> > > Subject: pen-test on a windows 2003 server box whit MS-SQL
    > > > and Terminal
    > > > Services
    > > >
    > > > Hi every one, I'm doing a pen test on a client, and have found that he
    > > > have a windows 2003 server box on one segment of his public addresses
    > > > this is his dns/web/mail server:
    > > >
    > > > - mssql :1433
    > > > - terminal services :3389
    > > > - iis 6 :80
    > > > - smtp :25
    > > > - pop3 :110
    > > > - dns : 53
    > > > - ftp : filtered
    > > >
    > > > ports opened, i logged on the terminal services port whit the winxp
    > > > remote desktop utility and it connects perfectly.
    > > >
    > > > i tried a dictionari atack on mssql server whit the "sa" account and
    > > > others user names i collected.
    > > > Hydra from THC was the tool, but no succes on this atack.
    > > > also tried the tsgrinder for terminal services , but no success.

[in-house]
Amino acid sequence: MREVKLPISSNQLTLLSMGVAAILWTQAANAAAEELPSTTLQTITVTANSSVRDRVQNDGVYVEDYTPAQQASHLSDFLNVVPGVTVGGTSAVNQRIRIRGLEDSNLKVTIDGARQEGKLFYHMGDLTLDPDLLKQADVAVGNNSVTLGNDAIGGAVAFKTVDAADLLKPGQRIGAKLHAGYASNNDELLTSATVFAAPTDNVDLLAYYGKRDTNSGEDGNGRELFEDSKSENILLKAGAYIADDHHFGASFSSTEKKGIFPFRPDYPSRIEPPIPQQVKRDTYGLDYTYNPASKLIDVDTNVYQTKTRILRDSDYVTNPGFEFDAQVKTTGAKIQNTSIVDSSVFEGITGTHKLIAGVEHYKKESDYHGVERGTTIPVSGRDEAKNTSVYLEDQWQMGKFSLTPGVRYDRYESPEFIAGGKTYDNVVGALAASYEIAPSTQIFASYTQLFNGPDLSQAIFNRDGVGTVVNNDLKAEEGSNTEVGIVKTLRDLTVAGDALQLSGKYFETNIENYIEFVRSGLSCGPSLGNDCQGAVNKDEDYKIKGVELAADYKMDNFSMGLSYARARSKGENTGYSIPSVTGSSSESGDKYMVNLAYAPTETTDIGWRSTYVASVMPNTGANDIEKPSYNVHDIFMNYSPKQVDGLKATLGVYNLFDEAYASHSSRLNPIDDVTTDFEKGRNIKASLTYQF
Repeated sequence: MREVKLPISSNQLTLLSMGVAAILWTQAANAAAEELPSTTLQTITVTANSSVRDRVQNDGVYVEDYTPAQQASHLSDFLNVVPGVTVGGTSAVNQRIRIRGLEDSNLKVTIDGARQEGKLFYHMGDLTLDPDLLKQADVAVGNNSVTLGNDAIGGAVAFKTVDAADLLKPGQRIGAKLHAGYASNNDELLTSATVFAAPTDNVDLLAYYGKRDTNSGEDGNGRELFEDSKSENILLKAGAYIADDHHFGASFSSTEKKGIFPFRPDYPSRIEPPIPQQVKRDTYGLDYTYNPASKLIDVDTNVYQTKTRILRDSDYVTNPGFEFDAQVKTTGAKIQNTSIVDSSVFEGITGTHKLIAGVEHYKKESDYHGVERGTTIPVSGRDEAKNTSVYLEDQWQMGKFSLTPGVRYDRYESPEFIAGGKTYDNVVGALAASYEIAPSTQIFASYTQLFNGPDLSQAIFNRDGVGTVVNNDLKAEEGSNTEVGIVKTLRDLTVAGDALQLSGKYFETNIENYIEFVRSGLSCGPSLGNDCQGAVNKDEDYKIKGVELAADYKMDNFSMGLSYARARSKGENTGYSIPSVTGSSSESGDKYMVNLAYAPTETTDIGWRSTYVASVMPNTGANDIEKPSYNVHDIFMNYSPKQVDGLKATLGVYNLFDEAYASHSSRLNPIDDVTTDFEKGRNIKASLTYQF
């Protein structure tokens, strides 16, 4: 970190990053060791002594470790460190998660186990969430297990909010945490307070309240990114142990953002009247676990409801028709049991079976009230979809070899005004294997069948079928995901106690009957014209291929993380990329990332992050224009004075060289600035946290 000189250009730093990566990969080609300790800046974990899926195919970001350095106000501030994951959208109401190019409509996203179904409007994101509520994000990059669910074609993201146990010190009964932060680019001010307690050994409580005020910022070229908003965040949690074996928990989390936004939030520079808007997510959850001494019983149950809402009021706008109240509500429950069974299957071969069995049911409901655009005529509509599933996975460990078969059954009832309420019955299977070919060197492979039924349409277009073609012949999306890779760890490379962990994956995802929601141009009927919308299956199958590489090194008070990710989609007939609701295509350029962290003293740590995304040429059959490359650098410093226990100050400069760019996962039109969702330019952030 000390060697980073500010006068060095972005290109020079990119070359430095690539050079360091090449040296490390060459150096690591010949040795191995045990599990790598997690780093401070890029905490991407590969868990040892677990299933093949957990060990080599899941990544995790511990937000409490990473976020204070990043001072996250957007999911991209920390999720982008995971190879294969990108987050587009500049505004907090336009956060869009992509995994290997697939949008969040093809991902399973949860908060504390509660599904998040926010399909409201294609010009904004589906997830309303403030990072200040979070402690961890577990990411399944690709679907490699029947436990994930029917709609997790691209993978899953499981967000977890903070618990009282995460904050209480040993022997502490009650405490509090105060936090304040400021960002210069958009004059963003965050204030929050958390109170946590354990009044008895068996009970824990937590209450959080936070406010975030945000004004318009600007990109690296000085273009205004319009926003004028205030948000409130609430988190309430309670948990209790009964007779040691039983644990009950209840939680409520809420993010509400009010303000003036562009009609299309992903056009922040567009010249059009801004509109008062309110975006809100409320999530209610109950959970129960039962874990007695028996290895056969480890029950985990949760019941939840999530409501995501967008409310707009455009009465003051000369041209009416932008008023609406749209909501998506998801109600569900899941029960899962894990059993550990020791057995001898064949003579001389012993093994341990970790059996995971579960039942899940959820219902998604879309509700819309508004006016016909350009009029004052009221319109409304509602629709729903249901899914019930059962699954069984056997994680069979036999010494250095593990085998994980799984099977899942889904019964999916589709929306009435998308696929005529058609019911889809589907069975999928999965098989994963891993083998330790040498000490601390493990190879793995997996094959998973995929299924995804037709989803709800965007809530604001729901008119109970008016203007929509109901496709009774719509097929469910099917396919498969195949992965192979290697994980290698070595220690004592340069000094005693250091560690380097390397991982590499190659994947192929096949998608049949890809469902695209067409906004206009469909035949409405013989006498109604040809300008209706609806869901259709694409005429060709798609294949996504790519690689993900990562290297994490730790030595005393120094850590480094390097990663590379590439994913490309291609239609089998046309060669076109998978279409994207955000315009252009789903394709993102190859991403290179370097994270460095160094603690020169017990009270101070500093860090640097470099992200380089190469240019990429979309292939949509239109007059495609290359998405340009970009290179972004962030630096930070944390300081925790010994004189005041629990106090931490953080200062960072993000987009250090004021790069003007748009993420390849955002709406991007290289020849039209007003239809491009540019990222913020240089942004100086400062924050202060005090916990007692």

> > >
    > > >
    > > > well here come some questions:
    > > >
    > > > - What others Usernames should i try for sql and terminal services?
    > > > i tried whit "sa" for sql and "Administrator" for TS
    > > >
    > > > - Any one knows how could i identify what version of sql server is
    > > > running.
    > > > - What other services of this host can be exploited?
    > > >
    > > > any comments, ideas, suggestions would be greatly appreciated.
    > > >
    > > > Hugo Vinicius Garcia Razera
    > > >
    >
    >
    >
    > Faisal Khan
    > CEO
    > Net Access Communication
    > Systems (Private) Limited
    > _____________________________
    > 1107 Park Avenue, 24-A, Block 6,
    > PECHS, Main Shahrah-e-Faisal,
    > Karachi 74500 (Pakistan)
    > Board: +92 (21) 111 222 377
    > Direct: +92 (21) 454-346
    > Fax: +92 (21) 454-4347
    > Cell: +92 (333) 216-1291
    > Email: faisal@netxs.com.pk
    > Web: <http://www.netxs.com.pk/>www.netxs.com.pk
    >
    >
    >
    >

    -- 
    Joel Esler
    BASE Project Lead
    http://sourceforge.net/projects/secureideas